The 6th edition of Turin Epicurean Capital owes a big GRAZIE to Christina Conte author of Christina's Cucina and a TurinEpi friend and supporter for many years now. In fact, the idea of organizing a wine tour started from her and Kelly Leonardini of Italian At Heart, another TurinEpi supporter and guest.
Not only was TurinEpi19 the most successful edition but we all also got the chance to enjoy Christmas in July!!
Why? Because Christina expressed the wish to visit a torrone maker while here in Piedmont!!
|organic, soft nougat with Piedmont IGP hazelnuts by Giovanni Scalenghe|
Unfortunately, we weren't able to arrange a TurinEpi visit to any torrone workshop and getting in touch with an artisan producer was a real Quixotic endeavor... people in Piedmont love to keep a very low profile, and artisan producers in particular, are extremely hard to reach...
However, thanks to Mr Fabio Borio, president of Federalberghi Torino - the Hotel Association 🙏, we were finally able to get in touch with Mr Giovanni Scalenghe THE torrone maker.
|only gnomes and Mr Scalenghe can make such a delicious organic soft torrone, by Alberto Bonis|
If you are wondering what torrone is, the dictionary will translate it as nougat. Indeed this is the literal translation but the cultural meaning is infused with many images and a rich history!
As Mr Scalenghe put it when speaking on the phone: Italians divide into two categories: nougat lovers and haters. Italians grow up eating torrone during the Holidays and traditionally, we get mini bars in the befana stocking or as a small treat, and long rich torrone lingots to be cut and shared at the Christmas table with our families and friends.
All over the 20 Italian regions, in Spain and France, you will find many nougat variants. In Italy the first records date back to the ancient Rome, when something made with toasted almonds, honey and egg whites was assembled and made into a sweet bar. We can also see the Arab roots in this specialty but ultimately, when Italians learn geography in elementary school, we usually learn that Cremona in Lombardy is the city of torrone. However, as region you go, different torrone ingredients you savor, there is no doubt Piedmont is THE land of torrone morbido or soft torrone with whole hazelnuts.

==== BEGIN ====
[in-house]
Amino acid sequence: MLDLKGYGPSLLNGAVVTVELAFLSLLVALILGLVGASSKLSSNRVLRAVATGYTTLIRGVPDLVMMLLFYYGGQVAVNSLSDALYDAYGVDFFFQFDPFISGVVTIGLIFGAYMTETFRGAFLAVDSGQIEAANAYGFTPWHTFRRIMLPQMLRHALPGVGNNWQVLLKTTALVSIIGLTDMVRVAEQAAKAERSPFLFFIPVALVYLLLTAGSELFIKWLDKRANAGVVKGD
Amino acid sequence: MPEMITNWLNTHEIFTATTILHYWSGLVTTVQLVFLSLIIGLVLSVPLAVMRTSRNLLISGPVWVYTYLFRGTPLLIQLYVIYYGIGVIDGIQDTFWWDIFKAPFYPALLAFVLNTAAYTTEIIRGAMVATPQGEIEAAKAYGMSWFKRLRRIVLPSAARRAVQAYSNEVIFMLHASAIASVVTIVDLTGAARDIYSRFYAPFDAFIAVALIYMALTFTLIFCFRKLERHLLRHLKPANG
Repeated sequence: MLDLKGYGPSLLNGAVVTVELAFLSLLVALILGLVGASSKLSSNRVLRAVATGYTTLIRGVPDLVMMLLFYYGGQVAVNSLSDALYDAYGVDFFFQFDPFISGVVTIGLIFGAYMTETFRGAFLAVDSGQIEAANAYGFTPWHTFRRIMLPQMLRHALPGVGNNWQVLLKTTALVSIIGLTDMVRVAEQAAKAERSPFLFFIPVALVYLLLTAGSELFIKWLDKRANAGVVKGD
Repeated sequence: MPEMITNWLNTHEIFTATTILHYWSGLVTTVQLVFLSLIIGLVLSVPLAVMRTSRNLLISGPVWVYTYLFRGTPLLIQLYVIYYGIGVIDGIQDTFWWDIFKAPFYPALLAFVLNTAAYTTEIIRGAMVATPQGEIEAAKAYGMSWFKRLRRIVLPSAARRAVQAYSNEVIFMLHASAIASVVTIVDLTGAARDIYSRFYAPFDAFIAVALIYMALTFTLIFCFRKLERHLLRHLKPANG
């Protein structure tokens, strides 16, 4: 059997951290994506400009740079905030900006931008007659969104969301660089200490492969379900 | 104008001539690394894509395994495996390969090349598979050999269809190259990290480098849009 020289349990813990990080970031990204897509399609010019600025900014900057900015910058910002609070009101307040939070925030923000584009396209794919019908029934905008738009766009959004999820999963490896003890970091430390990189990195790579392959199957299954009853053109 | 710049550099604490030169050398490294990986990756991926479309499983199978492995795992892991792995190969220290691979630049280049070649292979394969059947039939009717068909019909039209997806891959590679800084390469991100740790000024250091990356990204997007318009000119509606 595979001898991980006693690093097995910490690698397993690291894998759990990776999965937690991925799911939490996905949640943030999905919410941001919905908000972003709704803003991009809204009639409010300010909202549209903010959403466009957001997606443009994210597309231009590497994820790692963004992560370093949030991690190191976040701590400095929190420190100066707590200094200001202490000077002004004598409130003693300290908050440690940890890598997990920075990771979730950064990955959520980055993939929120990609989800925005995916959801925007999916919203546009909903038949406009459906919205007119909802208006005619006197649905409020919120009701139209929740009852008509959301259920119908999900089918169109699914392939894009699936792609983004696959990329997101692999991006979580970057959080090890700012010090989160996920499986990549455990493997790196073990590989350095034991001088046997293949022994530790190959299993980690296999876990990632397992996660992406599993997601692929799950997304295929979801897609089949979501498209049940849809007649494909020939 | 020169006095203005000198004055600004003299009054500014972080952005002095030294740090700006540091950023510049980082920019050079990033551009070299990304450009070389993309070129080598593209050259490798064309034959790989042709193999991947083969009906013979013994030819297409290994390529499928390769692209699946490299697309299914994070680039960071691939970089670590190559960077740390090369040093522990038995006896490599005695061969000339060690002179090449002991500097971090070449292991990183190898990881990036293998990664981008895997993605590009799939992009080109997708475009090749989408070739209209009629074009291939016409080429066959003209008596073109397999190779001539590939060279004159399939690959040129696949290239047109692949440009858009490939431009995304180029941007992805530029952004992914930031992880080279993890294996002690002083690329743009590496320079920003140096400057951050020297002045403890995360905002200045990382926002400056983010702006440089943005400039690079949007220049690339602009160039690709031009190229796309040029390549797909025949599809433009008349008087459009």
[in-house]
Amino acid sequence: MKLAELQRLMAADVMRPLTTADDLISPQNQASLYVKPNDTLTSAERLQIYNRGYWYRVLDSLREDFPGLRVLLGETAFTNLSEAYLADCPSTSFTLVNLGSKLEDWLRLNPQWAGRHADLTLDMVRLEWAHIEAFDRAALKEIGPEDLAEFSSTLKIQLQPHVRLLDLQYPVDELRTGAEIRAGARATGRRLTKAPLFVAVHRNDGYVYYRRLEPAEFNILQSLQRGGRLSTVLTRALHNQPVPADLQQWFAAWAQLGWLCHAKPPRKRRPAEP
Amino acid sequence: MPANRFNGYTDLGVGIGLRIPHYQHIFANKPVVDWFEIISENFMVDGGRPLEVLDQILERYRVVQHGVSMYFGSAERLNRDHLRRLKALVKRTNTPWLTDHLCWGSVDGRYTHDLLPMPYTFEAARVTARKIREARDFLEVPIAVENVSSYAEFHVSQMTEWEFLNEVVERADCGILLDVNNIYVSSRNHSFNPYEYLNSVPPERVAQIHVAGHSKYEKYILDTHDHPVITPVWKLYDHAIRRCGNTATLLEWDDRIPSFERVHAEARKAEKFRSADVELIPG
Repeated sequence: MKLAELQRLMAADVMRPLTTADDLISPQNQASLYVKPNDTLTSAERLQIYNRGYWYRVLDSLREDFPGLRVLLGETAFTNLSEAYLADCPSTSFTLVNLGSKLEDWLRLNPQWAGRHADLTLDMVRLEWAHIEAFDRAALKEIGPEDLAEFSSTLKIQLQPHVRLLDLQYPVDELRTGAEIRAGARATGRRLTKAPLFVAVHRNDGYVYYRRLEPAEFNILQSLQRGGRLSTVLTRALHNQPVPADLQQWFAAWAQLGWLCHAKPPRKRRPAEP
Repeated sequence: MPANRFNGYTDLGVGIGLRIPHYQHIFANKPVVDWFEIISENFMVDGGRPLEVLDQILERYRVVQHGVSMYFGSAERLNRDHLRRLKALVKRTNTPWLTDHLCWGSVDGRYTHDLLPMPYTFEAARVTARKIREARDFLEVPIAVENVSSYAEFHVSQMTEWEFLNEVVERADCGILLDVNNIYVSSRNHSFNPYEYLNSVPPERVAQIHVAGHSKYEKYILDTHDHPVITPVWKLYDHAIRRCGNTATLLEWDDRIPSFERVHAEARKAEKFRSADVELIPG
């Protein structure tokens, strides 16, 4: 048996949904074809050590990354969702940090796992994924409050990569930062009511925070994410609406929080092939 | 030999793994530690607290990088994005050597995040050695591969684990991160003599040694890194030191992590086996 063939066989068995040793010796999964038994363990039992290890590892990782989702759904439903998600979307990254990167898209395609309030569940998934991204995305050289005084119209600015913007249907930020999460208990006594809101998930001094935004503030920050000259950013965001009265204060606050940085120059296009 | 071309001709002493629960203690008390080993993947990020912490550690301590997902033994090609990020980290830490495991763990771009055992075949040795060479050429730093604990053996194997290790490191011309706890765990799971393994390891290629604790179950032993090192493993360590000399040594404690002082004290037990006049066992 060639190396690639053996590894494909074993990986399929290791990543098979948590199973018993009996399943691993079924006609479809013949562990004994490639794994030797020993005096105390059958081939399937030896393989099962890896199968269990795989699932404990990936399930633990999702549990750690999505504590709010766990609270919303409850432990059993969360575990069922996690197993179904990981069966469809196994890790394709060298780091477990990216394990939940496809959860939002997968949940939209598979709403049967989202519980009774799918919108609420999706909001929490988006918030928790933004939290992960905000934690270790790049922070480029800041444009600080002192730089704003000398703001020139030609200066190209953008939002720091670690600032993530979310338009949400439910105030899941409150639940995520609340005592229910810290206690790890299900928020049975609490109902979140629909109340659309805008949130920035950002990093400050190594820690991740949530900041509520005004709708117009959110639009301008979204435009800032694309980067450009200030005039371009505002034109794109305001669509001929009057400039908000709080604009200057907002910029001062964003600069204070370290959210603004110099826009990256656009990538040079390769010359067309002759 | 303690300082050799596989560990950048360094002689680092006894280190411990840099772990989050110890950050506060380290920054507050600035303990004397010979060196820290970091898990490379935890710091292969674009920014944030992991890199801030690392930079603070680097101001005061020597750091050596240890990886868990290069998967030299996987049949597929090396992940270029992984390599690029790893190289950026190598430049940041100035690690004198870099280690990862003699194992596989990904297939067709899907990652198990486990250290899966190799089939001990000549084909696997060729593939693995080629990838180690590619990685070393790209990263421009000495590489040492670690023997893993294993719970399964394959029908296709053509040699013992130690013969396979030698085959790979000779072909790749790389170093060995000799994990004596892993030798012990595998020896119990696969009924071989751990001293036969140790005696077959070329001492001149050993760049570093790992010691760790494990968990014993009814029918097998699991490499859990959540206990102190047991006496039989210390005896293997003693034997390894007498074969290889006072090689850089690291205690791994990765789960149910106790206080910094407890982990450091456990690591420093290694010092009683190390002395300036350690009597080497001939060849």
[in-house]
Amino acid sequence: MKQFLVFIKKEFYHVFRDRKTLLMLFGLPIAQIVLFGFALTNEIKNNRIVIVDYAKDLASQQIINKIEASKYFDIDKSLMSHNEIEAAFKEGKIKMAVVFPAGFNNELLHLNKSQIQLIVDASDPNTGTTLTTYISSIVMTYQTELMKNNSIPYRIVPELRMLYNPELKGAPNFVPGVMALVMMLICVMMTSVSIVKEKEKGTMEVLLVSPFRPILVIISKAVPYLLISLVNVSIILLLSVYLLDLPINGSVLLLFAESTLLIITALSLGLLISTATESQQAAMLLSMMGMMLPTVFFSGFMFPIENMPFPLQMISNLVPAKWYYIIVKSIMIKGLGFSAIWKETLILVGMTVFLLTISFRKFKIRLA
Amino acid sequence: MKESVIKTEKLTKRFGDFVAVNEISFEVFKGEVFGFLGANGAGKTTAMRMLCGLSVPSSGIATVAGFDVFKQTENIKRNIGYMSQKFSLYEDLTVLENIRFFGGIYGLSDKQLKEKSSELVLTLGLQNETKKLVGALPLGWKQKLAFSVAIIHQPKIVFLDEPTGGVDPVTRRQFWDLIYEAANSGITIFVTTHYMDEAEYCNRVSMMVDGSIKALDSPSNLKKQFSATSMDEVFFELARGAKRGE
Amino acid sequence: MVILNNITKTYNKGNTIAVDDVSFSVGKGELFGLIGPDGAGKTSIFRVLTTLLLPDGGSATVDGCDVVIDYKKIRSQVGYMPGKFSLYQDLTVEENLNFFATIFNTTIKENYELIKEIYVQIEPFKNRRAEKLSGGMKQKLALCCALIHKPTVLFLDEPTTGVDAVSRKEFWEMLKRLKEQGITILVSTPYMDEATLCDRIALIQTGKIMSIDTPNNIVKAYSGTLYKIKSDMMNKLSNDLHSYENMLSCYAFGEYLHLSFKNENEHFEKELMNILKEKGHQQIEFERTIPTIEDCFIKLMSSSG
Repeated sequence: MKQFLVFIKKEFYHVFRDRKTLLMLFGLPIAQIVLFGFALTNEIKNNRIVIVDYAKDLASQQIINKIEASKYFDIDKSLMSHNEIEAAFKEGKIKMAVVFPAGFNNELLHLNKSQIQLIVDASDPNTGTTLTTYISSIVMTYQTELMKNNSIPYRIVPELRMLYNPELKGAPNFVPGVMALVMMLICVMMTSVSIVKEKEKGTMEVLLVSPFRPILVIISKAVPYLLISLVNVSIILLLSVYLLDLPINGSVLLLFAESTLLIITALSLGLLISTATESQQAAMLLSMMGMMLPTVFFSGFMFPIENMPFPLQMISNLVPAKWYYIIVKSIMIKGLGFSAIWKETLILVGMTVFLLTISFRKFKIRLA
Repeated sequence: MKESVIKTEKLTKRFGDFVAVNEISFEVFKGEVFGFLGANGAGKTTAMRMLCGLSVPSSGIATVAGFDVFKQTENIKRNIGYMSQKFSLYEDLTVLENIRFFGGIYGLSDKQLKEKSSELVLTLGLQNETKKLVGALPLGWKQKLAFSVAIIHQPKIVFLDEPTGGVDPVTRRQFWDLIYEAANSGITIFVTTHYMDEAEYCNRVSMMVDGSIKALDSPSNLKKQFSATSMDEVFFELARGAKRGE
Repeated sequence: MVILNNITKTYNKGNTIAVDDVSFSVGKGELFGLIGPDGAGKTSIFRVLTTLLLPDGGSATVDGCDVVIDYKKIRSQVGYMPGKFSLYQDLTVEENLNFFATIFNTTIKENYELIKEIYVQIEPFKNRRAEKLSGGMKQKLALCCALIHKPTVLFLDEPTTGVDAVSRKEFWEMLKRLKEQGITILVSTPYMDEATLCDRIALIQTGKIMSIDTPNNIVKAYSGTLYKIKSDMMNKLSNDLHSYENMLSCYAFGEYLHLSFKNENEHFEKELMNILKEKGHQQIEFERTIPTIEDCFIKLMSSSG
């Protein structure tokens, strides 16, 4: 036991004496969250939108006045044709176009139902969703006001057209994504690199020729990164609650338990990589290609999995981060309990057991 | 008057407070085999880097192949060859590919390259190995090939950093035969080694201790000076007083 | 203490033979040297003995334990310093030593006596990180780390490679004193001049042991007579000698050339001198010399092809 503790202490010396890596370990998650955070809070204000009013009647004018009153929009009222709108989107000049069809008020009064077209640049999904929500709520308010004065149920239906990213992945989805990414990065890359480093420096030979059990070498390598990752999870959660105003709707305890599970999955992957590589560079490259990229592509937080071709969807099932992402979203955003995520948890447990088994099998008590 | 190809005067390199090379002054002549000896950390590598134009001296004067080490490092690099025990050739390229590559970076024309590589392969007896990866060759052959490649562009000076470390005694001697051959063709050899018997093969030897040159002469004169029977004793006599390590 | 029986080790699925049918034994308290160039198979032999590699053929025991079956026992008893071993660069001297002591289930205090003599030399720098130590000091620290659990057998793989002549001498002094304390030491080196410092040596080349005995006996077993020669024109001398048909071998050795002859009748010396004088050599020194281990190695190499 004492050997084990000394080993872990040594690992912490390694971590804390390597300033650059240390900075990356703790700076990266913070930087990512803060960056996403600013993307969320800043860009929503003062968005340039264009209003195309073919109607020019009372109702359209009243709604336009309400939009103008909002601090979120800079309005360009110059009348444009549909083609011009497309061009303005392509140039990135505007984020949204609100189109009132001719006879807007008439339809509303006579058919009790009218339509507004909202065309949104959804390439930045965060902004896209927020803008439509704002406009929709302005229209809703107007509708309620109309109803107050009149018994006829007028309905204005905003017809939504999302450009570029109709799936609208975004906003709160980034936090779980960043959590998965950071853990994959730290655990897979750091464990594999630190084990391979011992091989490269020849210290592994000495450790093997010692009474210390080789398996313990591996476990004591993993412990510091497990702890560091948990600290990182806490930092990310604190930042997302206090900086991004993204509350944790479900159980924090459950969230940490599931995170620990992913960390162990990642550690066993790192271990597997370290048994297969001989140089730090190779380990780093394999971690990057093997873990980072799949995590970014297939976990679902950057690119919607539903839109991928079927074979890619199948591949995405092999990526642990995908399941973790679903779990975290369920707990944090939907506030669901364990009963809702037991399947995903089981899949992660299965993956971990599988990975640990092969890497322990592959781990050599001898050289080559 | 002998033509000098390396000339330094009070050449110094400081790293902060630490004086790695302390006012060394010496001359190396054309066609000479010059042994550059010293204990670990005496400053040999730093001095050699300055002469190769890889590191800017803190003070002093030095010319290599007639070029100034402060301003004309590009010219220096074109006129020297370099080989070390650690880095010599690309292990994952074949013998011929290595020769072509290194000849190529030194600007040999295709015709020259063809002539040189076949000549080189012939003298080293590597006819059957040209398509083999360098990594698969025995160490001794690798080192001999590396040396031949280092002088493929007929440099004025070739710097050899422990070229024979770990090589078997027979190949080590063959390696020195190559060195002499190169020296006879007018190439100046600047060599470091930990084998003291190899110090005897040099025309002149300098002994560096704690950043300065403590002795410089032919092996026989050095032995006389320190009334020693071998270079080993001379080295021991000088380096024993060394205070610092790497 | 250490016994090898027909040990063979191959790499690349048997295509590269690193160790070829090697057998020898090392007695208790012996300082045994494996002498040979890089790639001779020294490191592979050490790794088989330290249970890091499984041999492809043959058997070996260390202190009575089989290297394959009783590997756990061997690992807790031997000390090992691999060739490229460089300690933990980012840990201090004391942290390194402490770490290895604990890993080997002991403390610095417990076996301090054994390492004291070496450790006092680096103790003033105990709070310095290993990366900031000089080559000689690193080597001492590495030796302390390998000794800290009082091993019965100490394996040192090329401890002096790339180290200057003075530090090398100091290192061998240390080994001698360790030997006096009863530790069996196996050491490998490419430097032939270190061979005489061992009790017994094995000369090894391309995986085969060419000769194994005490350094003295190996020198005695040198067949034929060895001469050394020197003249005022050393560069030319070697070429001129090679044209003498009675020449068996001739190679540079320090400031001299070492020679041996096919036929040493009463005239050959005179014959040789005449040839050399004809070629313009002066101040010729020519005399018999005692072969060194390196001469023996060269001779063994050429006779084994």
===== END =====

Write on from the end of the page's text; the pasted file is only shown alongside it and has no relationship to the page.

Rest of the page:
And a whole bar made by Mr Scalenghe soft torrone was given to the TurinEpi19 guests to try to feel the difference with the other variants they might already know.
This specific soft torrone though is quite special because is made following Mr Scalenghe's nonno or grandfather recipe and it retains all the traditional texture and flavor.
Mr Scalenghe still makes it in the old fashioned manner: using local honey and whole gentle and round hazelnuts from Piedmont - read: the highest quality hazelnuts.
|true passion and love are the basic ingredients of Fior di Torrone Scalenghe - by Alberto Bonis|
Making torrone isn't easy, it's an art that borders magic, this is why not all the Italian pastry chefs can make it. You need a big electric whisk to make the meringue out of the egg whites, and then you have to know how to cook the honey and sugar, and when and how to fold them into the meringue.
The hazelnuts are folded in by hand and you definitely need some endurance to equally distribute them inside the cooked meringue. Watch the video where Giovanni Scalenghe shows you how he works here (scroll down).
Mr Scalenghe makes his soft torrone in half-moon shaped molds and lets them to cool down and rest for 1 or 2 days before cutting it.
|organic ingredients and extra green label|
A detail that makes a big difference and will conquer your greenest side is its environmentally friendly wrap and its compostable label: you can actually plant it in a pot to give life to new flowers your neighborhood bees will pollinate to produce new honey for more torrone!
Giovanni Scalenghe inherited his passion and pastry shop from his nonno who opened it in 1954 in Trofarello, in the Turin suburb. They have always used the top ingredients and the nougat we received is actually organic.
Besides this soft variant they also make the one with Bronte pistacchios from Sicily, almonds from Bari in the Southern Italian panhandle of Apulia, and the dark or gianduja chocolate coated one.
In 2004, Pasticceria Scalenghe was awarded with the artisan excellence award for its whole production of: pastries, cakes, gelato, torrone, candies and chocolate.
Since 2013 Mr Giovanni Scalenghe is a Slow Food Maestro del Gusto or Taste Master - the top professional title for an artisan producer in Italy.
|Enjoying Fior Di Torrone Scalenghe in the nature where it comes from - by Alberto Bonis|
Fior di Torrone, soft torrone Scalenghe is highly addictive 😋
As it is produced all year long, we recommend you stock up in XL quantities when you visit both the passticceria or pastry shop in Trofarello and the torrone workshop
This specific nougat makes a great souvenir from Piedmont and everyone will love it, so you may want to buy some extra lingots to keep for yourselves.
In any case, no torrone Scalenghe stash will last too long 😞
You won't even make it to enjoy it coffee, tea, gelato, least say some wine, because as soon as you cut an half inch / one centimeter portion, you'll eat it right away.
Since the very first bite you will feel the hues of the honey and the aroma of the hazelnuts will just fill your palate. Allured and hypnotized you'll cut all the other pieces... this is how your first torrone Scalenghe will finish so quickly 😜
Thank you Mr Scalenghe, for allowing us to feel Christmassy in the summer! It was a real treat, we all went back to our childhood days, like Proust eating his petites Madeleines!
Special thanks to Alberto Bonis for his gorgeous illustrations that fully capture the wholesomeness of Giovanni Scalenghe's soft torrone!